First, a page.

As it has claimed to have the pandemic under control, the Chinese Government has increasingly emphasised the threat of imported cases.
Even as Wuhan came back to life, new imported cases in the far northern province of Heilongjiang surged to a daily high of 25, fuelled by an influx of infected travellers crossing the border from Russia.
Australians to return home from Wuhan
For some Australian citizens, Wuhan’s reopening means being allowed to return home.
Two-year-old Chloe Zhao — who has been stuck in Wuhan and kept from her parents for two and a half months — is still unable to return to Melbourne.
Her mother Yuchen Cao told the ABC it was still unclear if her toddler could come back home accompanied by her grandparents because the elderly couple only held temporary stay visas and were barred from entering Australia under the current travel ban.
“In Australia, the pandemic is more serious than China. But we still want to bring our daughter home,” Ms Cao told the ABC.
Ms Cao said she was happy to pick up her daughter from Wuhan in person.
“But I was banned from traveling overseas, and there is no flight available in the coming weeks,” she said.
“Our family never stopped looking at the most secure way to bring her home. We are trying our best.”
Wuhan factories back to work
Car factories and other businesses in Wuhan deemed essential for the national economy, or that produce daily necessities, have reopened. Some businesses, including real estate agencies, are still closed.
Wuhan Zonsen, which makes masks and disinfectant wipes, said $79 million in orders from European countries and the United States would keep it at full production capacity until June.
“Now the major demand for masks comes from European countries and the US, where the epidemic is severe … their demand now has increased to 10 times than before because of the epidemic,” said Cynthia Ye, global marketing manager of Zonsen.
The company plans to add another five production lines to increase daily production from 200,000 to 700,000 masks, Zonsen’s production managers told reporters during a media tour organised by the Wuhan Government.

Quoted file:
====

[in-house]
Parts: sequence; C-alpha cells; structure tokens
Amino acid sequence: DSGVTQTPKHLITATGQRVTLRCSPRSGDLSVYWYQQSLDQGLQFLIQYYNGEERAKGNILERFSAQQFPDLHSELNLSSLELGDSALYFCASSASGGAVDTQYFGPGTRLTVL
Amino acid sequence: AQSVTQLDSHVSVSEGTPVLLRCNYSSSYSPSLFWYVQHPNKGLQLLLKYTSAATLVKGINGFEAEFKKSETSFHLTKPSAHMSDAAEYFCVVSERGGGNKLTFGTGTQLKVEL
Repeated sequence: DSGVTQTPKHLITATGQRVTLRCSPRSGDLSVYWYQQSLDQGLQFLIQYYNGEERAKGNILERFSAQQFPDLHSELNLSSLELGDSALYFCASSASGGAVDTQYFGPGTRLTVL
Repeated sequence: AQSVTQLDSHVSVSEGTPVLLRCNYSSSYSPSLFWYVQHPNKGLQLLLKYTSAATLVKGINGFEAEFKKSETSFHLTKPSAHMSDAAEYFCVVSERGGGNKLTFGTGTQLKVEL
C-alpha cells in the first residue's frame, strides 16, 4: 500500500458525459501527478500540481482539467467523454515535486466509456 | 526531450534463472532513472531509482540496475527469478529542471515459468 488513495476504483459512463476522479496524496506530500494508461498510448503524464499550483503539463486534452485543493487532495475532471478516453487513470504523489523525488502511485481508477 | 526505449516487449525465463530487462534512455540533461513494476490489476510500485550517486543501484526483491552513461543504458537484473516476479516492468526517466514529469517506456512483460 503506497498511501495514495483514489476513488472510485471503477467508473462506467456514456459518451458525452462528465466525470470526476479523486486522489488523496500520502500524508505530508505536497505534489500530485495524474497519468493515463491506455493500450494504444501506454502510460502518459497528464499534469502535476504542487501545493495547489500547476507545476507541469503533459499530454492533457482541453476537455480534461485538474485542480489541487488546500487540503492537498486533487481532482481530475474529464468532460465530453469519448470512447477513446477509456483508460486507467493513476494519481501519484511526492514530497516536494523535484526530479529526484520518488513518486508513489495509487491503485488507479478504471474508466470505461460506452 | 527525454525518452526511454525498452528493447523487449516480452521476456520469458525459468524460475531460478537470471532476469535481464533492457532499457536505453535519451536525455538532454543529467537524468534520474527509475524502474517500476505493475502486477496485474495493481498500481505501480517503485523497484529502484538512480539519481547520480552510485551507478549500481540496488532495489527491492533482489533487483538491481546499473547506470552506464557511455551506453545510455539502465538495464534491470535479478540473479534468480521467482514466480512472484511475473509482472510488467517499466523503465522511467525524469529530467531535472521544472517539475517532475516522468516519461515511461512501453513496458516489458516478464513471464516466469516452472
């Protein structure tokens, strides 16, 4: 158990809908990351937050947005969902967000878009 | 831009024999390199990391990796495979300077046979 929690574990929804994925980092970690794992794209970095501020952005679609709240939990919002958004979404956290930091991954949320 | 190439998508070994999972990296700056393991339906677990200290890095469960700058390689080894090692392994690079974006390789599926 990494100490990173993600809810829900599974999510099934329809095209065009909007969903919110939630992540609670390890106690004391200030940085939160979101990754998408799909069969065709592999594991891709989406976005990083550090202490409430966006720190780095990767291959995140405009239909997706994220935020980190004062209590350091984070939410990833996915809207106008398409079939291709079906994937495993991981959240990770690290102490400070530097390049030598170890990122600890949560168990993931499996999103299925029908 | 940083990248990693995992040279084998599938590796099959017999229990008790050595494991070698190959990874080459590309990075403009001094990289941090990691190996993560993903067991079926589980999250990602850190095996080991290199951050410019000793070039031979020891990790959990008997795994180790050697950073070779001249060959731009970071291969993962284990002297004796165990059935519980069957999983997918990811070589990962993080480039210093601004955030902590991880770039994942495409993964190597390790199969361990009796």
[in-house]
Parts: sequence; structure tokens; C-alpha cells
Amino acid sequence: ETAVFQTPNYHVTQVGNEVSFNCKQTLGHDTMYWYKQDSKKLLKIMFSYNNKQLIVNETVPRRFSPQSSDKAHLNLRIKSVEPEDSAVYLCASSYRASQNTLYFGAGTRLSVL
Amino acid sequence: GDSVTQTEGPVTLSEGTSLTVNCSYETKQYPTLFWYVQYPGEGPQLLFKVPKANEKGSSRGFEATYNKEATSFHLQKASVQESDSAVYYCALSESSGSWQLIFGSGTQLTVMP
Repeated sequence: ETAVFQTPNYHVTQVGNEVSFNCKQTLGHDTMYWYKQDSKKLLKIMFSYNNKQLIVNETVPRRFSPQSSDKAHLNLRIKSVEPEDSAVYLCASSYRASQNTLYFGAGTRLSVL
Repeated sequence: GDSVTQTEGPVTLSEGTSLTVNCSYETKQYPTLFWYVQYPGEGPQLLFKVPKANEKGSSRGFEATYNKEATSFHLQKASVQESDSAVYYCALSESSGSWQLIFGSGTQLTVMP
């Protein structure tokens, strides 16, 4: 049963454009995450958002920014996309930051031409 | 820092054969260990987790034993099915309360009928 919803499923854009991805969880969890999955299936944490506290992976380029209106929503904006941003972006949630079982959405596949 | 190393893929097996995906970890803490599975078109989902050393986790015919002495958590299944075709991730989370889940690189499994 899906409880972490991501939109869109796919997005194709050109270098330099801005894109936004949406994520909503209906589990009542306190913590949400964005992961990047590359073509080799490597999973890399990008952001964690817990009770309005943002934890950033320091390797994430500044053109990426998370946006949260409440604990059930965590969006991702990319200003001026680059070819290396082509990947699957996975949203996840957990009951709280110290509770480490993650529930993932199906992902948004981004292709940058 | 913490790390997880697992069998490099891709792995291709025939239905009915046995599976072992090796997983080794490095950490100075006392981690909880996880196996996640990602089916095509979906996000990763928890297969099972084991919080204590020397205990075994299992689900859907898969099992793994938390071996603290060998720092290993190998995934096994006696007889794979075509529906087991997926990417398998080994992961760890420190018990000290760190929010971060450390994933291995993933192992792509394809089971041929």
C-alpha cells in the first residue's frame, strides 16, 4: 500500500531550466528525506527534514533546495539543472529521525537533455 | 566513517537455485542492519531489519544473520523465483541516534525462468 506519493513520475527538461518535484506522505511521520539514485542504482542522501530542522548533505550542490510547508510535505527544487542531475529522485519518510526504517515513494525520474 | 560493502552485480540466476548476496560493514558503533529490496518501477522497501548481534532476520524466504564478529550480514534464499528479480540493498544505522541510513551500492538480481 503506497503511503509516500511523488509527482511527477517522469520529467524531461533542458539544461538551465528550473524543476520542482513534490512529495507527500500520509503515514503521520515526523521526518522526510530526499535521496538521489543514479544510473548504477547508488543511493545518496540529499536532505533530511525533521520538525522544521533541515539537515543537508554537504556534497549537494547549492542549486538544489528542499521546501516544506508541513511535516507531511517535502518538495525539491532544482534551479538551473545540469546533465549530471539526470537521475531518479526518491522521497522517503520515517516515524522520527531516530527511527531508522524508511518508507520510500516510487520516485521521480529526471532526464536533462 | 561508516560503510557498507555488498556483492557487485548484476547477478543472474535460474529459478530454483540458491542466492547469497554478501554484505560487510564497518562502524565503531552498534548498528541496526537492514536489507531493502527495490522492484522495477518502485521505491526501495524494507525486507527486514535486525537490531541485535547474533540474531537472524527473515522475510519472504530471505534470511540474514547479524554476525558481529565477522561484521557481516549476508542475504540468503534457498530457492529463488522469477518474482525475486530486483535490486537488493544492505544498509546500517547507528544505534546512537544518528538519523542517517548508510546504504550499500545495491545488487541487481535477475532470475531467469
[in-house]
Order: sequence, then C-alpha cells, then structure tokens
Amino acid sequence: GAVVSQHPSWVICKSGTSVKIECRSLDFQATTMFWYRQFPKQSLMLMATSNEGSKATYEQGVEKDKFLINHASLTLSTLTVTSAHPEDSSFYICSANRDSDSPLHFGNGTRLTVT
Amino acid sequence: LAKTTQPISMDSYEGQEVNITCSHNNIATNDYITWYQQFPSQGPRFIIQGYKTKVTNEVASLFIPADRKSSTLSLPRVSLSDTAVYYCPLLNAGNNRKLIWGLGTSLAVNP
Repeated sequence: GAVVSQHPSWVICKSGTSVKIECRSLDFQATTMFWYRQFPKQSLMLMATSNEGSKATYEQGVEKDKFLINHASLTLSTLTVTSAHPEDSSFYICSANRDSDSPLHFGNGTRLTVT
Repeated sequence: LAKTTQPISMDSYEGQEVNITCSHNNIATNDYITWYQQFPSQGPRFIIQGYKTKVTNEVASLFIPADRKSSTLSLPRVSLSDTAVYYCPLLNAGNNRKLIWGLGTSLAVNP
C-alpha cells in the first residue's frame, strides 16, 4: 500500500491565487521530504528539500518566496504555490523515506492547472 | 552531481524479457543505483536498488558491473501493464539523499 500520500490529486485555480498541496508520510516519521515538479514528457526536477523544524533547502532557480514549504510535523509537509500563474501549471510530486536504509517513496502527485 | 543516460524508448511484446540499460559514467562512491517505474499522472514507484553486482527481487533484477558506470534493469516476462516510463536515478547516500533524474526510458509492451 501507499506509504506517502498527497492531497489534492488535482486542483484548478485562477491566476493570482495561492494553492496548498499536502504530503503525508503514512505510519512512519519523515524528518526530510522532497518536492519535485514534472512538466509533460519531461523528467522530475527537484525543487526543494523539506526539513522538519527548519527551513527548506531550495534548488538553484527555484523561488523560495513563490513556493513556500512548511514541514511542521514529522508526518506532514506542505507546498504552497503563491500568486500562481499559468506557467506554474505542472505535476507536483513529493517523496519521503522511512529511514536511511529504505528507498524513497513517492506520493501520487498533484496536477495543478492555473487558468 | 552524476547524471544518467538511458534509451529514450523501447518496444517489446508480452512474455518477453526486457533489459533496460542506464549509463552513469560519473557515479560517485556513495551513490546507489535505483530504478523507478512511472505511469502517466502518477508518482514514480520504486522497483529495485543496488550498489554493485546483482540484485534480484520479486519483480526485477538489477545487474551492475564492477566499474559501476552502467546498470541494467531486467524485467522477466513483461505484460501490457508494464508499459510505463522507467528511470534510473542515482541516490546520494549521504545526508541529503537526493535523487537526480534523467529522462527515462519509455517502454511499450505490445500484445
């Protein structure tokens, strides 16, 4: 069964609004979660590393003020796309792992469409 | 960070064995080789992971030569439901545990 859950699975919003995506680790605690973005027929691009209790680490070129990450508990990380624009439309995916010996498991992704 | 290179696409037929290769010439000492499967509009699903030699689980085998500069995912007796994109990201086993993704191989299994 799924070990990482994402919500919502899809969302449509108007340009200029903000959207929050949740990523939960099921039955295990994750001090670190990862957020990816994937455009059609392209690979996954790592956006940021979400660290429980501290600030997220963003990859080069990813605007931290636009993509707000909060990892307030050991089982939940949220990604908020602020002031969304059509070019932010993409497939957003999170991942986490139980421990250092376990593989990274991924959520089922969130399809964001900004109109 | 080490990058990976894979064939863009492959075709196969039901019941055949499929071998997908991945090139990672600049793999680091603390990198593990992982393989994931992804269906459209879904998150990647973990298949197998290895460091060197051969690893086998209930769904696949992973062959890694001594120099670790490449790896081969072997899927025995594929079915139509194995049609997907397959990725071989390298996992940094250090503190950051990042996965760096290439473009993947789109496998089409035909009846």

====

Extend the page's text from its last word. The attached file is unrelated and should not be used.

Chinese Customs officials say ventilators, masks and other supplies being exported to fight the coronavirus will be subject to quality inspections following complaints substandard goods were being sold abroad.
Regulators in Australia, the Netherlands and other countries complained that masks, virus test kits and other products made in China were faulty or failed to meet quality standards.
Wuhan schools that have been teaching over the internet have yet to announce when they might reopen.
School officials said they were disinfecting buildings and designing a lighter workload so students could ease back into classroom work.
Elsewhere in China, however, officials said they would continue to reopen schools throughout late April and May.
Shanghai will see its schools begin to reopen on April 27.
“Students from elementary schools and kindergartens are relatively weak in their ability to protect themselves so they require more attention and better safety measures,” said Lu Jing, a Shanghai education official.
“We are being more cautious about their back-to-school timing.”
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In the capital Beijing, senior high school students will also go back on April 27, while junior high school students will resume regular schooling on May 11.
A spokesperson from Beijing’s education authority said college entrance exams would go ahead in July.
Schools will implement strict social-distancing measures in an effort to prevent another outbreak.